To lessen these signs and symptoms, the patient may assume a characteristic posture—lying on the unaffected ear and looking in the direction of the affected ear. Initially, the patient may be asymptomatic between attacks, except for residual tinnitus that worsens during an attack.
The presence of all three typical symptoms suggests Ménière’s disease. Audiometric studies indicate a sensorineural hearing loss and loss of discrimination and recruitment. Electronystagmography, electrocochleography, a computed tomography scan, magnetic resonance imaging, and X-rays of Continue reading “Ménière’s disease”

Special considerations in Patients with Abortion

Before an abortion, perform the following:
  • Thoroughly explain all procedures to the patient.
  • After the patient uses the bedpan, inspect the contents carefully for intrauterine

    material. (The patient shouldn’t have bathroom privileges because she may inadvertently expel uterine contents.)
After spontaneous or elective abortion, perform the following:
  • Note the amount, color, and odor of vaginal bleeding. Save all the pads the patient uses, for evaluation, and provide perineal care.
  • Administer oxytocin and an analgesic as ordered.
  • Obtain vital signs every 15 minutes for 1 hour, every 30 minutes for 2 hours, every hour for 2 hours, then every 4 hours for 24 hours.
  • Monitor urine output.
Caring for a patient who has had a spontaneous abortion includes emotional support and counseling during the grieving process. Encourage the patient and her partner to express their feelings. Some couples may want to talk to a member of the clergy or, depending on their religion, may wish to have the fetus baptized.
The patient who has had a therapeutic abortion also benefits from support. Encourage her to verbalize her feelings. Remember, she may feel ambivalent about the procedure; intellectual and emotional acceptance of abortion aren’t the same. Refer her for counseling, if necessary.
Before the patient is discharged, perform the following:

Schizoaffective disorder

Patients who show concurrent symptoms of both mood disorders (bipolar or depressive types) and psychotic disorder are given the diagnosis of schizo-affective disorder. Onset is usually during young adulthood. The chronic symptoms are typically fewer and less severe than among those patients with schizophrenia.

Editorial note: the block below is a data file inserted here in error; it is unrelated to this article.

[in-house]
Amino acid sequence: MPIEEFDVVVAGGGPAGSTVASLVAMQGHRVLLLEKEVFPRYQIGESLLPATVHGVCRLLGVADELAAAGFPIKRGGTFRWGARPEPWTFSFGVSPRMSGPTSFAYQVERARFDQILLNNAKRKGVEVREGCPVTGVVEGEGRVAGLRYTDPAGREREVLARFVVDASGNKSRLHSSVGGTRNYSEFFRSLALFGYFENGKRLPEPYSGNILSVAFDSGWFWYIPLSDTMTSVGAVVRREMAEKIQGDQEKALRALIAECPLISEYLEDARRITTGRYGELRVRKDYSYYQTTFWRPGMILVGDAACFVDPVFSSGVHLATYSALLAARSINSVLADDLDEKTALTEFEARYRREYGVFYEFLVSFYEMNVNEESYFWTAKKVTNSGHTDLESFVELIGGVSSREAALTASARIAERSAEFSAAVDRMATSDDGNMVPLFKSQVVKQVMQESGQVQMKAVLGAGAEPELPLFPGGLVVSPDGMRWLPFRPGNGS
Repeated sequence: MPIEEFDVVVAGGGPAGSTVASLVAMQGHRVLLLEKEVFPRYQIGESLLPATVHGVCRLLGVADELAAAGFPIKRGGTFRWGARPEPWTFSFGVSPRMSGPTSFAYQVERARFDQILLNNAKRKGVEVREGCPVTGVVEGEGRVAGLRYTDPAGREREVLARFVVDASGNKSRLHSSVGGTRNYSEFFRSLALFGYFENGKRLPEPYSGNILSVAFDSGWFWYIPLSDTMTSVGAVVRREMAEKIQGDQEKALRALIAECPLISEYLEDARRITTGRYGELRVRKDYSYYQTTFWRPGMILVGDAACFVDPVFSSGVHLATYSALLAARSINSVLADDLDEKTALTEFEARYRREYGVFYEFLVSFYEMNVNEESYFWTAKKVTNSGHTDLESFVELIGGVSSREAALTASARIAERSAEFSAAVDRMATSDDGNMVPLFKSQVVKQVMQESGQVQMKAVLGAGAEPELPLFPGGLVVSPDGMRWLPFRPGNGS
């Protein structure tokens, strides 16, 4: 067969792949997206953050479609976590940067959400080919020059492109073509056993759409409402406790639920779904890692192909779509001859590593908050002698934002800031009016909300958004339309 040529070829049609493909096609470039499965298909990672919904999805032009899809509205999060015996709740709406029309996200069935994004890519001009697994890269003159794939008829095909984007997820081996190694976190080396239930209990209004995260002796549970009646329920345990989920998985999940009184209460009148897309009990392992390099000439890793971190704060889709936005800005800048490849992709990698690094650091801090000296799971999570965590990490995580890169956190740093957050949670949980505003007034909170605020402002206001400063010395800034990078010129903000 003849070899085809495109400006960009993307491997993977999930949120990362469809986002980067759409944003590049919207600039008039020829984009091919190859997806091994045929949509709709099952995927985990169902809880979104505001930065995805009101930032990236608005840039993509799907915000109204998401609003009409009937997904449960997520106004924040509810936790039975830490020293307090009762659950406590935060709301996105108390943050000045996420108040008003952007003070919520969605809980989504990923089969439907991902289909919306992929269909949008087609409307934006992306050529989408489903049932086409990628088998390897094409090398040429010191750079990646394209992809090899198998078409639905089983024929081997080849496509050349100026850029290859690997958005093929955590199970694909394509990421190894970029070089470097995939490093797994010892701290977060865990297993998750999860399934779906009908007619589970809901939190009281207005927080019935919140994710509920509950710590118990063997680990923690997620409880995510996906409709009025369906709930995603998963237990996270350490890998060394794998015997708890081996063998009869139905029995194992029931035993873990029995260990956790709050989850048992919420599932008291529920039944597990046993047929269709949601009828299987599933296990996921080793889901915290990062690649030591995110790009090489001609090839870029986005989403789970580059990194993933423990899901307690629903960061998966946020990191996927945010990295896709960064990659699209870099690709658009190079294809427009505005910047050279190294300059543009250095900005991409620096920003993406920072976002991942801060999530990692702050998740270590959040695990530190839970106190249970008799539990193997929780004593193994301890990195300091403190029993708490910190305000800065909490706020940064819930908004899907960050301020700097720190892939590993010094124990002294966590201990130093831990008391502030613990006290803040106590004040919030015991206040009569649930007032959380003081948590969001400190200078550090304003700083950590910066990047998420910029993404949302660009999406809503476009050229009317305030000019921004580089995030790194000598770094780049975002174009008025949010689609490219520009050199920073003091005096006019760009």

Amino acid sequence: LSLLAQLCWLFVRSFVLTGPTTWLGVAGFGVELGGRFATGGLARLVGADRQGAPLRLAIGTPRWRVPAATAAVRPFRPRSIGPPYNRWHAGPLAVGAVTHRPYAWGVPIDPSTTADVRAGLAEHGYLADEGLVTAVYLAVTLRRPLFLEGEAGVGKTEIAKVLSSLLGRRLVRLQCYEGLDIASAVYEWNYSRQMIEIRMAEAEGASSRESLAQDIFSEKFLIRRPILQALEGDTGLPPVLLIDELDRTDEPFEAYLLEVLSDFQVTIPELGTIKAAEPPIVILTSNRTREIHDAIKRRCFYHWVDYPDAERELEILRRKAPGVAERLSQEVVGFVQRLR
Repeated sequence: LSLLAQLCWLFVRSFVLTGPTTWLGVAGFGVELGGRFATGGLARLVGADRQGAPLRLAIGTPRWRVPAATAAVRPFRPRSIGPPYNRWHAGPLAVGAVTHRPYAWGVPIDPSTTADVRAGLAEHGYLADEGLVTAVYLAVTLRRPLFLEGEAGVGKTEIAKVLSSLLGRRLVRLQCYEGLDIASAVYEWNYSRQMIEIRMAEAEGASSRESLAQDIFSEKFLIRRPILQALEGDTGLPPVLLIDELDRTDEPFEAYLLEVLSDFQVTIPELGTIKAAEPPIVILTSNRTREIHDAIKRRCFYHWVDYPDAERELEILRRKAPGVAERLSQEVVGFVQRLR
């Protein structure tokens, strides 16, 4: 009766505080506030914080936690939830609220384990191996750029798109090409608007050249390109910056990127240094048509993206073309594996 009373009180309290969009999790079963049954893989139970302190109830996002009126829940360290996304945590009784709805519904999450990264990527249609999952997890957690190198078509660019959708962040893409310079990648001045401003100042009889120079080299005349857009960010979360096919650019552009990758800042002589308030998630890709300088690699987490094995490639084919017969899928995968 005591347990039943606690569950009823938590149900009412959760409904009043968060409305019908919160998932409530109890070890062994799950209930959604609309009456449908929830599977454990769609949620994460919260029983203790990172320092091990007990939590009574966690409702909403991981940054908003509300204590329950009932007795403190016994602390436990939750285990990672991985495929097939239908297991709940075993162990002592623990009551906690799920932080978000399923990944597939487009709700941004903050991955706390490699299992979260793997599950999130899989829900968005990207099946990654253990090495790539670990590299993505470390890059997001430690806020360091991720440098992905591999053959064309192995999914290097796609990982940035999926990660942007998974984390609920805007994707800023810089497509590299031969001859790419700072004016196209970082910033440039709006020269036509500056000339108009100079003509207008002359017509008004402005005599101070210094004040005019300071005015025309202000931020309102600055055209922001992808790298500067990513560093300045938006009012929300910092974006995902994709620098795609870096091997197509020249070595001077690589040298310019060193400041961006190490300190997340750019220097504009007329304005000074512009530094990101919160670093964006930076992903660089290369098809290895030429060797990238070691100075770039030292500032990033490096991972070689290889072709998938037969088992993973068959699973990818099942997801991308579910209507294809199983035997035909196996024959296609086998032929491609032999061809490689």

Schizoaffective disorder may result from a combination of physiologic and psychological causes. The specific cause is unknown.
Signs and symptoms
The patient must show clear symptoms of schizophrenia. During both the active and residual phases of the illness, symptoms of mood disturbance must also occur. These symptoms may not be caused by substance abuse or by a medical condition. Patients may experience difficulty functioning in the workplace. They have a restricted range of social contacts and may also have difficulty performing self-care.
According to the classification found in the Diagnostic and Statistical Manual of Mental Disorders, 4th edition – Text Revision, a schizoaffective disorder is diagnosed if the patient’s symptoms meet the following criteria:
  • The patient experiences a period of uninterrupted illness in which there’s a major depressive episode (with depressed mood), a manic episode, or a mixed episode, concurrent with symptoms of schizophrenia.
  • During the same period of illness, the patient experiences delusions or hallucinations for at least 2 weeks, without prominent mood symptoms.
  • The patient experiences symptoms of the mood episode, and they’re pres-ent for a substantial portion of the total duration of the active and residual periods of the illness. Continue reading “Schizoaffective disorder”